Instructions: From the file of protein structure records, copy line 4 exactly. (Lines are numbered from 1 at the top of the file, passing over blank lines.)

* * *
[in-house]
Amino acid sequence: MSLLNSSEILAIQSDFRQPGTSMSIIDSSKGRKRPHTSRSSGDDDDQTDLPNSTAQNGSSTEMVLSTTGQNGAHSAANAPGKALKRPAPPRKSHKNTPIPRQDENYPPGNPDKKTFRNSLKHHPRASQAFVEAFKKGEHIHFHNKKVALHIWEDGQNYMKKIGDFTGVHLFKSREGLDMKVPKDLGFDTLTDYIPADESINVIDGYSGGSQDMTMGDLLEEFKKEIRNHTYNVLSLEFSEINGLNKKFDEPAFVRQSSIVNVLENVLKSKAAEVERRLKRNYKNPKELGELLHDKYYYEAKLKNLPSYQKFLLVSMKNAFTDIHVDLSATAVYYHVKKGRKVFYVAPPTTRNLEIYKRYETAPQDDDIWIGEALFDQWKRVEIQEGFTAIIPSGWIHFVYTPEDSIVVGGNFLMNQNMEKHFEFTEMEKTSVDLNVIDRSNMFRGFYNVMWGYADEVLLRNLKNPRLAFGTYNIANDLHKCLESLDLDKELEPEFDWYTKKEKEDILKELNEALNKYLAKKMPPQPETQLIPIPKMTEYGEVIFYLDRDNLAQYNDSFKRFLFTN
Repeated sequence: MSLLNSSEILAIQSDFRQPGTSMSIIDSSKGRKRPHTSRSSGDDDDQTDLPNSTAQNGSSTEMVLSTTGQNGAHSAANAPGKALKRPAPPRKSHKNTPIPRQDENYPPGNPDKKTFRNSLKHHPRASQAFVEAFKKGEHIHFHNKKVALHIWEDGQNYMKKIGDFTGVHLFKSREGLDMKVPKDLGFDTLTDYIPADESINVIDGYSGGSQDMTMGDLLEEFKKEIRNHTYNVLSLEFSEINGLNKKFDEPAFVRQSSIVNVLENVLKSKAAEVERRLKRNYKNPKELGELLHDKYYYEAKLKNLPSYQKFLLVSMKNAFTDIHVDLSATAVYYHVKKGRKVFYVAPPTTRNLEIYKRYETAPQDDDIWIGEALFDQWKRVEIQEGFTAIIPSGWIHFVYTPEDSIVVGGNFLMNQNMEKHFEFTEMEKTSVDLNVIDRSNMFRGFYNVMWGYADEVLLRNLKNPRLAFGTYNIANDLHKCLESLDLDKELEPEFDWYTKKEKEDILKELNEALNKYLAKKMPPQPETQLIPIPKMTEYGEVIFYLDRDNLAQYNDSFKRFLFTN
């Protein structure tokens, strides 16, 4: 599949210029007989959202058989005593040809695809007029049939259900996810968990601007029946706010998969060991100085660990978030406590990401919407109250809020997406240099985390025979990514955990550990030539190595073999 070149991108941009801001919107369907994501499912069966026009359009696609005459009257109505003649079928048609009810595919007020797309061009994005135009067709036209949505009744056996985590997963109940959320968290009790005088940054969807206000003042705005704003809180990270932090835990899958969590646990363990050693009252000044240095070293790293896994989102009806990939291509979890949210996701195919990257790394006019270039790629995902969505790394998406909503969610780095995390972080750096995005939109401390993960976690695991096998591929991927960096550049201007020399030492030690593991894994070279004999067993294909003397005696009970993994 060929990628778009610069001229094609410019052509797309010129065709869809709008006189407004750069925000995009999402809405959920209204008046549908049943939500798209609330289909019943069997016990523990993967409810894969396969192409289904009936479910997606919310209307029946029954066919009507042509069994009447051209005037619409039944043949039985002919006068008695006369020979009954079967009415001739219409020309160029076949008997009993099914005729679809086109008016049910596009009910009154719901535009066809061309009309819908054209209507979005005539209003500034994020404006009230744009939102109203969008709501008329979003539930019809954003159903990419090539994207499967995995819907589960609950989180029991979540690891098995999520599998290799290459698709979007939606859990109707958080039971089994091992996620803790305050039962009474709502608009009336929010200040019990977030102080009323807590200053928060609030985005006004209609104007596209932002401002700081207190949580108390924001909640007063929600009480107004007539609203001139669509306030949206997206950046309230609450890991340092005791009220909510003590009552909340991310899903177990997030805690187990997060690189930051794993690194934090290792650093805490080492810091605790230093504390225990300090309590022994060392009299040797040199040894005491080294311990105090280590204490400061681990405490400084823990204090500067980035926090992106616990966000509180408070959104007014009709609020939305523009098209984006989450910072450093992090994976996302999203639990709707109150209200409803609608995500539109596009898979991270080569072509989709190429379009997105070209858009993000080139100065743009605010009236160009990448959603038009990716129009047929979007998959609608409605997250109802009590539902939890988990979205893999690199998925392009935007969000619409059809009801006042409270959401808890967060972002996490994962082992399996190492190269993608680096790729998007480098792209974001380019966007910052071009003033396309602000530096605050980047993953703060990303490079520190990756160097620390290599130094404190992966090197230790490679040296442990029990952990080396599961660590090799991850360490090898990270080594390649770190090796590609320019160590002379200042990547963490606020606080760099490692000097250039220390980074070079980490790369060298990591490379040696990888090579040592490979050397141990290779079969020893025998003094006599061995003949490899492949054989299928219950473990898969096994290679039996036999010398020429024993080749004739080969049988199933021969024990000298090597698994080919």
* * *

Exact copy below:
């Protein structure tokens, strides 16, 4: 599949210029007989959202058989005593040809695809007029049939259900996810968990601007029946706010998969060991100085660990978030406590990401919407109250809020997406240099985390025979990514955990550990030539190595073999 070149991108941009801001919107369907994501499912069966026009359009696609005459009257109505003649079928048609009810595919007020797309061009994005135009067709036209949505009744056996985590997963109940959320968290009790005088940054969807206000003042705005704003809180990270932090835990899958969590646990363990050693009252000044240095070293790293896994989102009806990939291509979890949210996701195919990257790394006019270039790629995902969505790394998406909503969610780095995390972080750096995005939109401390993960976690695991096998591929991927960096550049201007020399030492030690593991894994070279004999067993294909003397005696009970993994 060929990628778009610069001229094609410019052509797309010129065709869809709008006189407004750069925000995009999402809405959920209204008046549908049943939500798209609330289909019943069997016990523990993967409810894969396969192409289904009936479910997606919310209307029946029954066919009507042509069994009447051209005037619409039944043949039985002919006068008695006369020979009954079967009415001739219409020309160029076949008997009993099914005729679809086109008016049910596009009910009154719901535009066809061309009309819908054209209507979005005539209003500034994020404006009230744009939102109203969008709501008329979003539930019809954003159903990419090539994207499967995995819907589960609950989180029991979540690891098995999520599998290799290459698709979007939606859990109707958080039971089994091992996620803790305050039962009474709502608009009336929010200040019990977030102080009323807590200053928060609030985005006004209609104007596209932002401002700081207190949580108390924001909640007063929600009480107004007539609203001139669509306030949206997206950046309230609450890991340092005791009220909510003590009552909340991310899903177990997030805690187990997060690189930051794993690194934090290792650093805490080492810091605790230093504390225990300090309590022994060392009299040797040199040894005491080294311990105090280590204490400061681990405490400084823990204090500067980035926090992106616990966000509180408070959104007014009709609020939305523009098209984006989450910072450093992090994976996302999203639990709707109150209200409803609608995500539109596009898979991270080569072509989709190429379009997105070209858009993000080139100065743009605010009236160009990448959603038009990716129009047929979007998959609608409605997250109802009590539902939890988990979205893999690199998925392009935007969000619409059809009801006042409270959401808890967060972002996490994962082992399996190492190269993608680096790729998007480098792209974001380019966007910052071009003033396309602000530096605050980047993953703060990303490079520190990756160097620390290599130094404190992966090197230790490679040296442990029990952990080396599961660590090799991850360490090898990270080594390649770190090796590609320019160590002379200042990547963490606020606080760099490692000097250039220390980074070079980490790369060298990591490379040696990888090579040592490979050397141990290779079969020893025998003094006599061995003949490899492949054989299928219950473990898969096994290679039996036999010398020429024993080749004739080969049988199933021969024990000298090597698994080919």